Tonight's Criminal Minds served as a brilliant and heartfelt backdrop to a story that serves as a grateful nod to military veterans.
It had it all: personal sacrifice, honor, "no one left behind" and, most importantly, appreciation for the personal sacrifice of our nations' military.
The UnSub in "The Fallen" became unhinged after being ironically kicked off his firefighter job because he had contracted TB after saving two infected homeless people from a fire. The twig in his mind evidently snapped to the extent where he felt an OCD compulsion to "cleanse" the homeless population through the liberal use of fire and bleach.
In this case, the more compelling story - that of the history of Rossi and Sergeant Harrison Scott - became entangled with the UnSub's when Scott grew determined to help his fellow homeless friends not become victims of Mr. Clean. How cool to see that first 1969 flashback - to the tune of "Born on the Bayou" - when we saw Rossi at age 19, reporting to Sergeant Clark.
Particularly revealing is the motivation for Rossi, a man who - as recalled by this week's revealing interview with Joe Mantegna - is independently wealthy and still feels the need to work in the BAU:
Rossi: Do you know why I joined the FBI?
Sergeant Scott: If you say...
Rossi: Because of you. You can say the Corps changed me, or the war. But it was you who made me honest. | permalink
This compelling second second story also painted a picture as to why this particular veteran - Sergeant Scott - ended up turning to the bottle. There are so many veterans who end up this way, each with their own unique story. This served, I think, as just one possibility.
Rossi: Why don't you come back with me? I can get you a room.
Sergeant Scott: This is my home David.
Rossi: This is no way for a war hero to live.
Sergeant Scott: Do you know how many veterans are on the street?
Rossi: Too many.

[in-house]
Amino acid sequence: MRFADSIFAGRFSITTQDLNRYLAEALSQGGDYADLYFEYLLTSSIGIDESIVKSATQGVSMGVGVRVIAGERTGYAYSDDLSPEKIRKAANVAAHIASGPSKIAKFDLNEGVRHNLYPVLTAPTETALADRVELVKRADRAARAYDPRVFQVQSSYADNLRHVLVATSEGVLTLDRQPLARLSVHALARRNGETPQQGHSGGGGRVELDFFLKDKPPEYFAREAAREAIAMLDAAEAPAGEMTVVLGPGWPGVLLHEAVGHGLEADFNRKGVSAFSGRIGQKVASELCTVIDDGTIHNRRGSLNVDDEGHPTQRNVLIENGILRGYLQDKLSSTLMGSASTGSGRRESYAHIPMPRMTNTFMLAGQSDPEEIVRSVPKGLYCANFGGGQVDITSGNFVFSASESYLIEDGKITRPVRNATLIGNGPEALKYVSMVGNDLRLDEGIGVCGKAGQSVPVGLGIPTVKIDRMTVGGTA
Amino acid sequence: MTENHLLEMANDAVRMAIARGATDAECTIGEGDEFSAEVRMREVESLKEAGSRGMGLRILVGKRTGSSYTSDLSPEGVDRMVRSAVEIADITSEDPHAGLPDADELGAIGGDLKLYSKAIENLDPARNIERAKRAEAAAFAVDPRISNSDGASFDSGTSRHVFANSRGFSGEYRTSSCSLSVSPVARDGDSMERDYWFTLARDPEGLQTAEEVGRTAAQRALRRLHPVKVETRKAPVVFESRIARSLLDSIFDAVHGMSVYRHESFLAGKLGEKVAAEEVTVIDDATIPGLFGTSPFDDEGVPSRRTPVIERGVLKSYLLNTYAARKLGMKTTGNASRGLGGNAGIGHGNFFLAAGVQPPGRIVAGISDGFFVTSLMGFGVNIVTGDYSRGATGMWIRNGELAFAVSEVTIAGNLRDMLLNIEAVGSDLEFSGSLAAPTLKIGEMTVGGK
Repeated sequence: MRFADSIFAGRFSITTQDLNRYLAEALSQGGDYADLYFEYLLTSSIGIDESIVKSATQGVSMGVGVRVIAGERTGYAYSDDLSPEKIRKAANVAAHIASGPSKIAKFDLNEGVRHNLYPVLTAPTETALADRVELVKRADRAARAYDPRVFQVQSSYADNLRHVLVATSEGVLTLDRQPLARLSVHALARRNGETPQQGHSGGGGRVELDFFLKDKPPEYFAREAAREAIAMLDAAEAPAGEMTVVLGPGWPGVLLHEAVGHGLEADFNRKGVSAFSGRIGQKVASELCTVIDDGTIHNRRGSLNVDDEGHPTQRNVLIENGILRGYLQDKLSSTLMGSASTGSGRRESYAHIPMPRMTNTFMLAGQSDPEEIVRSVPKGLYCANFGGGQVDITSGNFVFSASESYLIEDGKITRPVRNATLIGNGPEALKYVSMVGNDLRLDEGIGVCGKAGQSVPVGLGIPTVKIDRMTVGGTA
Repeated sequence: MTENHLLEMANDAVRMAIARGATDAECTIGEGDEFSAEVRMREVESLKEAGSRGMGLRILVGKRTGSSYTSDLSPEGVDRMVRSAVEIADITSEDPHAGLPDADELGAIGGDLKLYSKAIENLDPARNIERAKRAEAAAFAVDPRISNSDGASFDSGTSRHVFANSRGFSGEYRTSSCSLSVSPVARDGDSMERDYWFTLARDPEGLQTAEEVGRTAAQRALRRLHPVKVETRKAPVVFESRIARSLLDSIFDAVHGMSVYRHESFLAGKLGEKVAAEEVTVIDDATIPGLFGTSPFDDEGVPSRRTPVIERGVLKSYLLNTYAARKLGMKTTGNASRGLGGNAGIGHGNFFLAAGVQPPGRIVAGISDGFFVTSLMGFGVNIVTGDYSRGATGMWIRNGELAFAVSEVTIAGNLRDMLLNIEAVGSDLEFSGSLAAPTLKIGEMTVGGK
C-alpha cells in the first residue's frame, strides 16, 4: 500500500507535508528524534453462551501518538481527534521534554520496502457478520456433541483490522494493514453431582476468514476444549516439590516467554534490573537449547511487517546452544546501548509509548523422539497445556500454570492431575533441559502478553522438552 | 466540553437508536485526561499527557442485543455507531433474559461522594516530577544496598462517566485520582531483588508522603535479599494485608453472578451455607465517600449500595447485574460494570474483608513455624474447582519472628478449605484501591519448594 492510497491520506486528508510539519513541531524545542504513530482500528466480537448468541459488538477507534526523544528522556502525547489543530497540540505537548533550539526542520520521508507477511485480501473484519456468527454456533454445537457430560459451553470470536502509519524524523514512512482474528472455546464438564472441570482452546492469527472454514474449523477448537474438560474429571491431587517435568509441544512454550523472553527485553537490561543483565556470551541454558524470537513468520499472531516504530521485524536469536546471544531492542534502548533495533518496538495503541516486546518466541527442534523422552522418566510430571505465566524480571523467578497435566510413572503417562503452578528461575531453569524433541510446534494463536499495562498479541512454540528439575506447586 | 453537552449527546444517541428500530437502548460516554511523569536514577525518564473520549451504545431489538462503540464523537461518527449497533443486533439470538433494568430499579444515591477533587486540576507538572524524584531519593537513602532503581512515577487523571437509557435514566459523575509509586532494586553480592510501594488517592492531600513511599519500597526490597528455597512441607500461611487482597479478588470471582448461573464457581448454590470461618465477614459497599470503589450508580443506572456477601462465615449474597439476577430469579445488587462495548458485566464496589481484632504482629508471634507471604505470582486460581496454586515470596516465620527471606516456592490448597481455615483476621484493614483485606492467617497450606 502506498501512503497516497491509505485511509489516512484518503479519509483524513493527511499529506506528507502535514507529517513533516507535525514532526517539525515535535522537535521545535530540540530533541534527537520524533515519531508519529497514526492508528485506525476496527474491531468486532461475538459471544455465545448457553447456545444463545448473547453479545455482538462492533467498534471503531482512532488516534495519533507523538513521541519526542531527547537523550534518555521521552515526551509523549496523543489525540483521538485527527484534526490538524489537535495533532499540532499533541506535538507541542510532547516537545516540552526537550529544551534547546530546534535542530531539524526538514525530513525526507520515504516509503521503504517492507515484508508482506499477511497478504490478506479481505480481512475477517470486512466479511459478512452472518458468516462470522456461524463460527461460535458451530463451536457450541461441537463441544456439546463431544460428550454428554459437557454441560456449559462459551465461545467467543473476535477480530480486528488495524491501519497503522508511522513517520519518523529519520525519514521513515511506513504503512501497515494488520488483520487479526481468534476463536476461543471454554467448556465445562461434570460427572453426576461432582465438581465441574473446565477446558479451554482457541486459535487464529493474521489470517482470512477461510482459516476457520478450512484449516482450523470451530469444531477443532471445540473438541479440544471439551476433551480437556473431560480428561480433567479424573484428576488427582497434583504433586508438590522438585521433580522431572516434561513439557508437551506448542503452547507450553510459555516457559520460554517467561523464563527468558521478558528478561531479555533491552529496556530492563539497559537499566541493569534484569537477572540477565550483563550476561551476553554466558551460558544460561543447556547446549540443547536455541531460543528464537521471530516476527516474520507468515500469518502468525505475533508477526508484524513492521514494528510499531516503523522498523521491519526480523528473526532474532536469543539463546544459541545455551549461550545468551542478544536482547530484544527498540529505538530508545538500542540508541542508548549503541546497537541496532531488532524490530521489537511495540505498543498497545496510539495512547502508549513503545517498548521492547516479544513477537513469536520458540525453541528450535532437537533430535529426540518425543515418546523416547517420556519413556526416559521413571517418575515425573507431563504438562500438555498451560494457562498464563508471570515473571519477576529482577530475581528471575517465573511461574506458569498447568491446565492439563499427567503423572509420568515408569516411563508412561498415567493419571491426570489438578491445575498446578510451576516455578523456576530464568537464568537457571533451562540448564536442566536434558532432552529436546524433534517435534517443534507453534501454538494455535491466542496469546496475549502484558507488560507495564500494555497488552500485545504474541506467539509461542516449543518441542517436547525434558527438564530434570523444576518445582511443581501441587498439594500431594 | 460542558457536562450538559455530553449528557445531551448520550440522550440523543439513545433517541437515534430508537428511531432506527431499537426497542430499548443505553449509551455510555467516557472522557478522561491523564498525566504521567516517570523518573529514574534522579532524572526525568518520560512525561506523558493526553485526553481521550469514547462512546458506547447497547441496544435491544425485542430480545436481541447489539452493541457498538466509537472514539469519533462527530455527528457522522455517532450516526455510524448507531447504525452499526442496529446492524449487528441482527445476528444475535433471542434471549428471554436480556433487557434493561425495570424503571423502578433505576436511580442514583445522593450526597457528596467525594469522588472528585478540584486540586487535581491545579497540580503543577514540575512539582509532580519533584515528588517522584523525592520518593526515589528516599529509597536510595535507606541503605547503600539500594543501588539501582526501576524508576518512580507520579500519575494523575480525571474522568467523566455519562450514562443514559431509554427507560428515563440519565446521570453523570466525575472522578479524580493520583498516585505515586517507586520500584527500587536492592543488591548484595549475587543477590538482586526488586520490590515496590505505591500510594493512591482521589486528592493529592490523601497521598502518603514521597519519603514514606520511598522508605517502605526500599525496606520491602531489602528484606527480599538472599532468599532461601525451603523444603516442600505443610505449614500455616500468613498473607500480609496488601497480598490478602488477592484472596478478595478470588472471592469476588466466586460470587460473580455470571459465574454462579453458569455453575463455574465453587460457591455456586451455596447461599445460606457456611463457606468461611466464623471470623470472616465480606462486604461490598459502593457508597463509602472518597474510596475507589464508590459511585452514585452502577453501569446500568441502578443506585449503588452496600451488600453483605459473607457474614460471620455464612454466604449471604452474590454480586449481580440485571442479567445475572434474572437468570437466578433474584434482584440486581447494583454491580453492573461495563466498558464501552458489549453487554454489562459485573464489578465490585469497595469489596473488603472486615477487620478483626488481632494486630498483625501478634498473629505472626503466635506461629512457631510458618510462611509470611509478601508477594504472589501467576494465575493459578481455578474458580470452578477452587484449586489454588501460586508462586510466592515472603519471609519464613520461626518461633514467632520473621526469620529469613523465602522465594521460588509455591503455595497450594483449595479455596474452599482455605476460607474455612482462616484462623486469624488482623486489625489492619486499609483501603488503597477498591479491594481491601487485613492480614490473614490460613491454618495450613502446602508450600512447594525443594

Sergeant Scott: More every day. | permalink
Sergeant Scott had lived with a secret for too many years: that, in a time where the nation sneered at Vietnam vets, he had been ordered to take credit for the actions of a third Marine (Private 1st Class Anthony Hernandez) who had thrown himself on a bomb in order to save Rossi and Scott. He seemed to be punishing himself by drinking and living among the homeless: typical and just one of the countless stories of veterans who live on the streets today.
Rossi: Hernandez? But why?
Sergeant Scott: Why did he do it? Or why did I take credit?
Sergeant Scott: The short answer is: I was ordered to. We were fighting a PR war back home. The government needed a face - a living face - to parade around to solicit support for an unpopular war. I was chosen.
Rossi: And Hernandez?
Sergeant Scott: He was paying a debt. He was being a Marine. He died so that we could live.
Rossi: And you couldn't tell anyone. | permalink
So moving to see the final scene, where Hernandez is finally honored, and to see his grandson accept the posthumous award on his behalf. I know it's just a story but sometimes you can't help being affected, especially when watching Rossi and Scott hugging at the end.
Rossi: Welcome home Marine. Semper Fi.
Sergeant Scott: Oorah. | permalink
I applaud the writers of this episode for telling a story of pride and honor, during a week in which grateful nations remembers their warriors, both living and fallen.
- In case you're wondering why Sergeant Scott looks so familiar: Meshach Taylor (Sergeant Scott) played as Anthony Bouvier on Designing Women. (Not that I ever watched the show. *cough*)
- Correction: Michelle Trachtenberg has been cast as a stalker, not Reid's love interest, in an episode which will feature Reid's mysterious love interest. The episode airs early next year.
- Visit our updated section of Criminal Minds quotes now.
So what did you think of tonight's episode, and in particular, its revelation around Rossi's passion for the BAU?
Douglas Wolfe is a staff writer for TV Fanatic Follow him on Twitter. Tags: Criminal Minds, Reviews